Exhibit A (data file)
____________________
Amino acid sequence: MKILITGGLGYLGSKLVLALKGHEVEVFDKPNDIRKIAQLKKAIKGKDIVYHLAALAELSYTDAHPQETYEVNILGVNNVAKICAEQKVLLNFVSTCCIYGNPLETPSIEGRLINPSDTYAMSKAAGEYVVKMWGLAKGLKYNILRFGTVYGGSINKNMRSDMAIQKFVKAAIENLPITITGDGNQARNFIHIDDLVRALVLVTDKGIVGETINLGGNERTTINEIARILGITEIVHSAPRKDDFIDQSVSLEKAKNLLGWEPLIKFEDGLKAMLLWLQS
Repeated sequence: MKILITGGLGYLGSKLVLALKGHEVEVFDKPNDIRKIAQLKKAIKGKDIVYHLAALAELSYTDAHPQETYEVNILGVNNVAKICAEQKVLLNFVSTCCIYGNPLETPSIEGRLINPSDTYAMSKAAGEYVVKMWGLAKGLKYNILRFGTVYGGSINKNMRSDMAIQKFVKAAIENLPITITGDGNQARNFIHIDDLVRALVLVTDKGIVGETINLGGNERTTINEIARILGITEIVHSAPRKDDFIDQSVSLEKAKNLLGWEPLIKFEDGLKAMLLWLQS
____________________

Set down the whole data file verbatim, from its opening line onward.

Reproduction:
Amino acid sequence: MKILITGGLGYLGSKLVLALKGHEVEVFDKPNDIRKIAQLKKAIKGKDIVYHLAALAELSYTDAHPQETYEVNILGVNNVAKICAEQKVLLNFVSTCCIYGNPLETPSIEGRLINPSDTYAMSKAAGEYVVKMWGLAKGLKYNILRFGTVYGGSINKNMRSDMAIQKFVKAAIENLPITITGDGNQARNFIHIDDLVRALVLVTDKGIVGETINLGGNERTTINEIARILGITEIVHSAPRKDDFIDQSVSLEKAKNLLGWEPLIKFEDGLKAMLLWLQS
Repeated sequence: MKILITGGLGYLGSKLVLALKGHEVEVFDKPNDIRKIAQLKKAIKGKDIVYHLAALAELSYTDAHPQETYEVNILGVNNVAKICAEQKVLLNFVSTCCIYGNPLETPSIEGRLINPSDTYAMSKAAGEYVVKMWGLAKGLKYNILRFGTVYGGSINKNMRSDMAIQKFVKAAIENLPITITGDGNQARNFIHIDDLVRALVLVTDKGIVGETINLGGNERTTINEIARILGITEIVHSAPRKDDFIDQSVSLEKAKNLLGWEPLIKFEDGLKAMLLWLQS